Baudry and others developed a DNA probe pCVD432 (AA probe) to simplify the identification of EAEC.5 In their original report, the probe was found to be 89% sensitive and 99% specific for detection of EAEC. Later studies have confirmed the high specificity of this probe, but have showed that sensitivity varies between 15% and 90% for EAEC from different locations.1 Furthermore, EAEC outbreaks due to probe-negative strains have occurred in Europe and Japan.6,7 A polymerase chain reaction (PCR) assay with primers derived from the pCVD432 sequence showed similar sensitivity and specificity.8 A PCR method based on the aggR regulatory gene was also developed to identify EAEC.9 Although the aggR gene is a sensitive target, it is much less specific than the CVD432 locus.1 AggR-negative EAEC was also reported as an enteric pathogen of food-borne outbreaks.10

Thus, it is difficult to screen for EAEC among E. coli isolates from patients with diarrhea in clinical laboratories. The use of biofilm assays may be useful in overcoming these difficulties. Nataro and Kaper reported that EAEC produces a bacterial film on a polystyrene surface that could be easily visualized with Giemsa.11 Recently, Sheikh and others reported the quantitative analysis of EAEC biofilms.12 In this study, we evaluated the usefulness of the quantitative biofilm assay to screen for EAEC among clinical isolates of E. coli.

SUBJECTS AND METHODS

Subjects.

A total of 1,042 E.coli strains from children with sporadic cases of diarrhea in Kagoshima City, Japan were isolated in a bacteriological laboratory from June 2001 through February 2003. Only one stool specimen was tested from each case patient. All specimens were processed by routine microbiologic and biochemical tests in the bacteriological laboratories to identify E. coli. Modified Drigalski agar was used as a primary media. All E. coli-like colonies from a single stool with identical colony morphology and biochemical properties were assumed to be identical; if isolates were found to be identical, only one colony was analyzed further from that specimen. Strains of E. coli were transferred in transport medium to our laboratory at Kagoshima University, where we conducted further investigation. The strains of E. coli were individually stored at −80°C in skim milk for examination.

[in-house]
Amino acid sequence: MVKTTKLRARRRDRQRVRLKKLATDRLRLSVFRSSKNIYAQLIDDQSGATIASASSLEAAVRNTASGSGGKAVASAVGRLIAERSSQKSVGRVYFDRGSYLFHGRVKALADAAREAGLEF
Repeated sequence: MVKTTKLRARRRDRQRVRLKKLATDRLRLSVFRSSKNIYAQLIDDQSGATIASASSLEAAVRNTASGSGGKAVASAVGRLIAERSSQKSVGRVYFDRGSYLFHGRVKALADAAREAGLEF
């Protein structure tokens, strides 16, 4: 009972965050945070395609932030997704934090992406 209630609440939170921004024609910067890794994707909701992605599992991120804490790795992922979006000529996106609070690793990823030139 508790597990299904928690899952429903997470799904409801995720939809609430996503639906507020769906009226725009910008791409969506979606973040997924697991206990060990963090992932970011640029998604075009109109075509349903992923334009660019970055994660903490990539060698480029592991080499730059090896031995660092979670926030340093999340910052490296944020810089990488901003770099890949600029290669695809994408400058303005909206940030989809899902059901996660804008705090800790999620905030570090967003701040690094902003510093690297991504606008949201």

Quantitative biofilm assay.

To assess biofilm formation, we inoculated 200 μL of Dulbecco’s modified Eagle’s medium containing 0.45% glucose in 96-well flat-bottom microtiter polystyrene plates (Becton Dickinson, Franklin Lakes, NJ) with 5 μL of an overnight Luria broth culture grown at 37°C with shaking. The sample was incubated overnight (18 hours) at 37°C and visualized by staining with 0.5% crystal violet for five minutes after washing with water.12 The biofilm was quantified in duplicate, after adding 200 μL of 95% ethanol, by an enzyme-linked immunosorbent assay plate reader at 570 nm. Strain EAEC 042 was used as a positive control and E. coli HB101 was used as a negative control.

Detection of the AA probe-associated gene (aatA) and aggR by a PCR.

All 1,042 strains were examined for detection of the aatA and the aggR gene by a PCR. Since the aatA gene sequence overlaps with the region of the conventional pCVD432 (AA probe),13 we assumed aatA-positive strains to be AA probe positive. The primers for the aatA gene were as follows: 5′-ATGTTACCAGATATAAATATAG-3′ (forward, 2723-2744) and 5′-CATTTCCCCTGTATTG-GAAATG-3′ (reverse, 3766-3787) (GenBank AY351860). The primers for the aggR gene were as follows: 5′-CAGAATACATCAGTACACTG-3′ (forward) and 5′-GAAGCTTACAGCCGATATAT-3′ (reverse).9 The assay was performed in a DNA Thermal Cycler PC707 (Astec, Fukuoka, Japan), and the PCR products were subjected to electrophoresis on agarose gels.